cooking

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cooking,

the process of using heat to prepare foods for consumption.

Many common cooking methods involve the use of oil. Frying is cooking in hot oil; sautéing is cooking in a small amount of oil; stir-frying is a Chinese technique of frying quickly in small amounts of oil in a wok; deep frying is completely submerging the food in large amounts of fat. As cooks become more health conscious, preparing foods in oil has become less desirable. With the advent of nonstick cookware, sautéing can be done at lower heats using vegetable broth and fruit juices instead of oil.

Stewing refers to cooking slowly in a small amount of liquid in a closed container. Slow stewing tenderizes tough cuts of meat and allows flavors to mingle. Another slow-cooking method is braising, in which meat is first browned, then cooked slowly in a small amount of liquid in a covered pan. Poaching is cooking food in liquid below the boiling point, steaming is cooking food that has been placed above boiling water. Sous vide (so͞o vēd) refers to preparing food in vacuum-sealed plastic bags to infuse it with seasonings and then slowly poaching it in the bag at a very low heat. Sous vide is sometimes used in conjunction with other techniques, and sometimes food is vacuum-sealed to alter it and not cooked.

Roasting means baking in hot dry air, generally in an oven. Baking refers to cooking in an oven and differs from roasting mainly in its reference to the type of food cooked—for example, one bakes a cake, but roasts a chicken. Broiling means to cook by direct exposure to heat, while barbecueing means cooking marinated food by grilling.

Dining with others is one of the most common and frequent social activities. It can involve a family dinner, a meal with friends, or form part of a ceremony or celebration, such as a wedding or holiday. In the United States, cooking has been influenced by the variety of regional and immigrant cuisines and customs (see dietdiet,
food and drink regularly consumed for nourishment. Nutritionists generally recommend eating a wide variety of foods; however, some groups of people survive on a very limited diet.
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). After World War II, cooking and dining in the United States took on aspects of an art form and wine grew in popularity. More and more people studied cooking in schools, watched how-to programs on television, and read specialty magazines and cookbooks. In fact, cookbooks as a group outsell any other kind of book except for religious works. Standard cookbooks include Fannie Farmer's Boston Cooking School Cookbook (1896) and Irma Rombauer's Joy of Cooking (1931), both of which have gone a number of subsequent editions.

See also nutritionnutrition,
study of the materials that nourish an organism and of the manner in which the separate components are used for maintenance, repair, growth, and reproduction. Nutrition is achieved in various ways by different forms of life.
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.

Bibliography

See H. McGee, On Food and Cooking (1984, rev. ed. 2004); J. Horn, Cooking A to Z (1988); S. Gershoff, The Tufts University Guide to Total Nutrition (1990); P. P. Bober, Art, Culture and Cuisine: Ancient and Medieval Gastronomy (1997); S. Pinkard, A Revolution in Taste: The Rise of French Cuisine, 1650–1800 (2008); The Joy of Cooking (75th anniversary ed. 2006); N. Myhrvold et al., Modernist Cuisine: The Art and Science of Cooking (2011).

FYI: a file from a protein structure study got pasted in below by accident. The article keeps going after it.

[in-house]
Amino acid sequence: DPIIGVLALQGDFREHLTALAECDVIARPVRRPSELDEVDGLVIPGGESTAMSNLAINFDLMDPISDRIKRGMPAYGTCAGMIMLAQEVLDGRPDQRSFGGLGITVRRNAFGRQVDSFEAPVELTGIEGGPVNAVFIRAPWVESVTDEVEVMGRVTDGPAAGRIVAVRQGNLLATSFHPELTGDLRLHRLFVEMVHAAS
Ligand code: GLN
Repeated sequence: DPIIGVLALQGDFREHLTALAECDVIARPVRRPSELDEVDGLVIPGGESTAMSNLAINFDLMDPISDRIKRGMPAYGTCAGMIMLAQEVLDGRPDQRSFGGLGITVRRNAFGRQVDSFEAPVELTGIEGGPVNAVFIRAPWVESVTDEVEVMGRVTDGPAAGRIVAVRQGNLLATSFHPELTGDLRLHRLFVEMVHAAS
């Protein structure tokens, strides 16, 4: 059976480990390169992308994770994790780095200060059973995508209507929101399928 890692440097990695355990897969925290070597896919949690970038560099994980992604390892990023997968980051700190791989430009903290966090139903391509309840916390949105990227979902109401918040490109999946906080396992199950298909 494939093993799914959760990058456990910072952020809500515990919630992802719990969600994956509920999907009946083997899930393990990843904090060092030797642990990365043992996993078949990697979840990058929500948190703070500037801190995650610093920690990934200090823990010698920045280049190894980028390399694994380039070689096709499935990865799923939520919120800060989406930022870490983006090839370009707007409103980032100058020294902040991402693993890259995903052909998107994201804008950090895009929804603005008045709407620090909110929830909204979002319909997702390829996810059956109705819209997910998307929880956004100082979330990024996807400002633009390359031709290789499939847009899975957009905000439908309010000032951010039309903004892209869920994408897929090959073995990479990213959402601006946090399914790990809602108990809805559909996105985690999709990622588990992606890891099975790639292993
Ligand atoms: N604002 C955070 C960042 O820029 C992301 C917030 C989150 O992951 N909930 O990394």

References in classic literature ?
Wragge, catching instantly at a word in connection with cookery, and harnessing her head to the omelette for the rest of the evening.
That is the stuff to make this sort of cookery relish well.
Rebecca's cookery and Rebecca's waiting, and Betsey's eating at table without restraint, and pulling everything about as she chose, were what Fanny herself was not yet enough inured to for her often to make a tolerable meal.
He has, owing to cookery, a little lost his figure, but he never loses his friends.
The cook might well be careworn, for cookery was the Major's hobby.
As he is not illustrious for his cookery, this may be supposed to be a matter of state rather than enjoyment on the old girl's part, but she keeps her state with all imaginable cheerfulness.
There is also one sort of knowledge proper for a master, another for a slave; the slave's is of the nature of that which was taught by a slave at Syracuse; for he for a stipulated sum instructed the boys in all the business of a household slave, of which there are various sorts to be learnt, as the art of cookery, and other such-like services, of which some are allotted to some, and others to others; some employments being more honourable, others more necessary; according to the proverb, "One slave excels another, one master excels another:" in such-like things the knowledge of a slave consists.
We did every thing by mass-meeting, in the good old national way, from swapping off one empire for another on the programme of the voyage down to complaining of the cookery and the scarcity of napkins.
It's a curious circumstance,' said Trotty, proceeding in his cookery, with the assistance of the toasting-fork, 'curious, but well known to my friends, that I never care, myself, for rashers, nor for tea.
But she laughed, and shook her head, and pointed to her cookery on the fire, and her table ready spread: with an exulting defiance that rendered her more charming than she was before.
No longer the house-boys loafed and did as little as they could; while the cook complained that "head belong him walk about too much," from the strenuous course in cookery which she put him through.
Yet it is my opinion that they surely must have performed some sort of rude cookery.